ADM has a history of working with the animal science department at the University of Illinois, said Ryan Lane, president, ADM Animal Nutrition, North America.

“Without feed manufacturing capabilities, the department would be at risk maintaining staff and students,” ​he told us about why the company was interested in supporting the project. “Our commitment to the College of ACES will help them provide the needed capabilities in feed manufacturing for research, student development, and future collaborations with ADM.”

“Our intent with this contribution is to support the College of ACES and help entice a pool of talent for the next generation of leaders in the ag industry,”​ he said.

It has been observed that students have a declining interest in agriculture-related fields, and particularly animal science, he added. 

However, there also are new feed additives and ingredients coming in the market and the University of Illinois provides a partner for the industry to explore the use of novel ingredients in production and to “provide insights on digestive health, such as targeted gut microbiota modulation,”​ said Lane.  

The project also has seen equipment donations from Alltech​ and AGCO Corporation, said Johnson. AGCO donated three GSI 42’-15 ring bins and the related accessories including floors, fans, power sweeps, fans, sidewall stairs and peak walkaround.

The donation adds storage capacity for about 200,000 bushels to the upcoming feed mill, according to university information.

“Illinois Farm Bureau has also partnered with us [and] I think that’s a huge thing as well,” ​said Johnson. “They’re kind of the face of agriculture in the state of Illinois and to have them valuing the relationship enough to contribute to this project is very significant and meaningful.”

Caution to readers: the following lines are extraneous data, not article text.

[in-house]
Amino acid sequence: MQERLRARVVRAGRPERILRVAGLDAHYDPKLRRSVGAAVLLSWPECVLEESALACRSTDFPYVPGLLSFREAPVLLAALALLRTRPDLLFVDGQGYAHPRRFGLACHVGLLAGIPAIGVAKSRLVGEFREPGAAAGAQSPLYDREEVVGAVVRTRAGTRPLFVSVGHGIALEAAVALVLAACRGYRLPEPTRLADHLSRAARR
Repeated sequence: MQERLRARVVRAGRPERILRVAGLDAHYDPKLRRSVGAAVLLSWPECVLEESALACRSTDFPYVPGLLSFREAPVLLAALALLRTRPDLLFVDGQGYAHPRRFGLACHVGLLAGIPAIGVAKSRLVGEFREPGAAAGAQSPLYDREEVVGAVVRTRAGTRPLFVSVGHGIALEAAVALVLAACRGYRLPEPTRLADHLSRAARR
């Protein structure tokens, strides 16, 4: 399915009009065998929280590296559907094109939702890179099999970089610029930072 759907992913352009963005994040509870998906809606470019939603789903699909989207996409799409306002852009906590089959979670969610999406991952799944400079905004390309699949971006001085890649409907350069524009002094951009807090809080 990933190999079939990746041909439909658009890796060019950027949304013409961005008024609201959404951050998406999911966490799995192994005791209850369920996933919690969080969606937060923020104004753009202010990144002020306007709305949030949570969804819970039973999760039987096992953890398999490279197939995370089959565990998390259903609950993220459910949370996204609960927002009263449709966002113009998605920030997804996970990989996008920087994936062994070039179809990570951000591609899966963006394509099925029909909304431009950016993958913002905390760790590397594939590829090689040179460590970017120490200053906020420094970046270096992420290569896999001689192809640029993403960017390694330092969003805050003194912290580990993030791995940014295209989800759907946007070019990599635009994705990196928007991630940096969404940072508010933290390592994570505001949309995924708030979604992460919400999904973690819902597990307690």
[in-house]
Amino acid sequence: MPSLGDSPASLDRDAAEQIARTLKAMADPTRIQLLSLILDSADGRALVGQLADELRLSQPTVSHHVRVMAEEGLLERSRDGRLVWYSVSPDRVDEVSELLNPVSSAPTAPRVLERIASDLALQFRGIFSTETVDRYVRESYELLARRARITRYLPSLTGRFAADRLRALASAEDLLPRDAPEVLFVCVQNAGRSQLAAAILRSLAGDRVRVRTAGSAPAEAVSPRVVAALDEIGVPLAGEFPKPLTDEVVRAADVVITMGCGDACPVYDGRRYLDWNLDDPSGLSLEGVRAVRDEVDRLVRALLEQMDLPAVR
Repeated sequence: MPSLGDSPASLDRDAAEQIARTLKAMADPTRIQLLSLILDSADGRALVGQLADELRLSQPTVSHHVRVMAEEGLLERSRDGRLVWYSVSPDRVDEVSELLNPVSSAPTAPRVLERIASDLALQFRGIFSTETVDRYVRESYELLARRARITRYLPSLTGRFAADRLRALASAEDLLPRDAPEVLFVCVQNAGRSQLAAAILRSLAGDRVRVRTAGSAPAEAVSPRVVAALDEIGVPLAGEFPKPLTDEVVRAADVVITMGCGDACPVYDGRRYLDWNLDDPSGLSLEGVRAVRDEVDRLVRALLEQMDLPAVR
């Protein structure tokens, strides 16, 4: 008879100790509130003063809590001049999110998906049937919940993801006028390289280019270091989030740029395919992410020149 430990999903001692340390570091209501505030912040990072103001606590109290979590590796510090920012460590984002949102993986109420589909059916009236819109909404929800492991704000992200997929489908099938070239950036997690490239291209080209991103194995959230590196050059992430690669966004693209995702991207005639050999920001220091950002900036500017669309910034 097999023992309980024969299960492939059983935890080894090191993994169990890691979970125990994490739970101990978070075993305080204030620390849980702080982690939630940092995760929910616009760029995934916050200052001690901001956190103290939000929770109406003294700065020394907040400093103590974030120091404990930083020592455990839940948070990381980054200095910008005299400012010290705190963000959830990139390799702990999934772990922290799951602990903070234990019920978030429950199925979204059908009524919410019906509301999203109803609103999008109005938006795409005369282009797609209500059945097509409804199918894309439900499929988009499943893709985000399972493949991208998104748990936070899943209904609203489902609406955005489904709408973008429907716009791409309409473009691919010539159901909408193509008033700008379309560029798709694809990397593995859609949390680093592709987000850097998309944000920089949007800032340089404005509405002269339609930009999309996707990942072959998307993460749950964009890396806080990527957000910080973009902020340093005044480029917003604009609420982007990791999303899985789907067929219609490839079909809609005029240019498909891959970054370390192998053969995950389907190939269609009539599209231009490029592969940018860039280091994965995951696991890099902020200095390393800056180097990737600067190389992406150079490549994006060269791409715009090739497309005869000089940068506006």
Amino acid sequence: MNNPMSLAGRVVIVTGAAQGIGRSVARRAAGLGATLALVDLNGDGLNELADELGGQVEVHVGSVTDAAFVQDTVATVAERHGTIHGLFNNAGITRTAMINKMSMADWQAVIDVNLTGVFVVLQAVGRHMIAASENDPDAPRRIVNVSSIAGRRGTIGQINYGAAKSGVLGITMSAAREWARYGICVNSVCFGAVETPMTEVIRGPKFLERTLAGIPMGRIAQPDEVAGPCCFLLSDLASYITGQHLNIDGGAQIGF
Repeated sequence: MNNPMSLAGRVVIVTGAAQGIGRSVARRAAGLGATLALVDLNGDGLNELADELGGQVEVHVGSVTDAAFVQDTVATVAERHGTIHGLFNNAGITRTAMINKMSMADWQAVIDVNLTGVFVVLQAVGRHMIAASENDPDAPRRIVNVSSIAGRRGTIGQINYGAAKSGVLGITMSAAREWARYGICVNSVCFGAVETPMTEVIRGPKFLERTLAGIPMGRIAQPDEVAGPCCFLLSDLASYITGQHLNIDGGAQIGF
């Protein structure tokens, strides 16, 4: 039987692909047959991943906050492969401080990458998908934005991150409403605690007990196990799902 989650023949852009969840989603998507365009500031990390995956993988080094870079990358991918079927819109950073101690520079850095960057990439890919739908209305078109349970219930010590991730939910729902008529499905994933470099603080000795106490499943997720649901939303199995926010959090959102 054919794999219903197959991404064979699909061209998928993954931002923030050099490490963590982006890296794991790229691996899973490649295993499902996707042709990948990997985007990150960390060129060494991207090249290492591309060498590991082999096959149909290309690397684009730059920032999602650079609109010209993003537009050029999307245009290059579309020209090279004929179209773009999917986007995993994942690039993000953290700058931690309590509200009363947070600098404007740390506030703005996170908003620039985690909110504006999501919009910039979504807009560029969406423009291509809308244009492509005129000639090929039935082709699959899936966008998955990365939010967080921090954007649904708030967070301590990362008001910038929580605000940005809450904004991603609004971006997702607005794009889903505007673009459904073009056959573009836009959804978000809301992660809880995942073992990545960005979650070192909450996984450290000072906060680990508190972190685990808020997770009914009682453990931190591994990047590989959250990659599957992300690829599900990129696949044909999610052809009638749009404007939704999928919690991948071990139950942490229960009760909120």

Building the facility

“We are right on schedule,”​ said Johnson about work on the site.

The floors for the grain bins have been put in place along with the floor for the feed mill, he said. “They are currently building the slip forms for pouring the concrete of the feed mill itself, and they will that do that continuous pour of concrete beginning September 17.”

The concrete feed mill exterior is set to be poured in a multi-day process, he said. Adding, “They build the forms, and the forms are jacked up about 10 to 15 inches per hour, and they continuously pour concrete for 24 hours a day … it will go from 16ft under grade to 74ft high above grade.”

The grain bins are anticipated to start being sited later this month, he said. The storage space will all for all the grain raised on campus farms to be kept at the site, which was not previously possible.

“Being able to have high-quality grain throughout the year to improve the experimental diet preparation is an important part of this as well,”​ Johnson said.

Internal ingredient storage will be poured as part of the slip form construction, he said. Adding, “As they move up the feed mill, as they’re pouring the concrete, they’re adjusting the forms, so they will actually kind of create a honeycomb structure of smaller concrete ingredient tanks that will then feed to the other aspects of the feed mill.”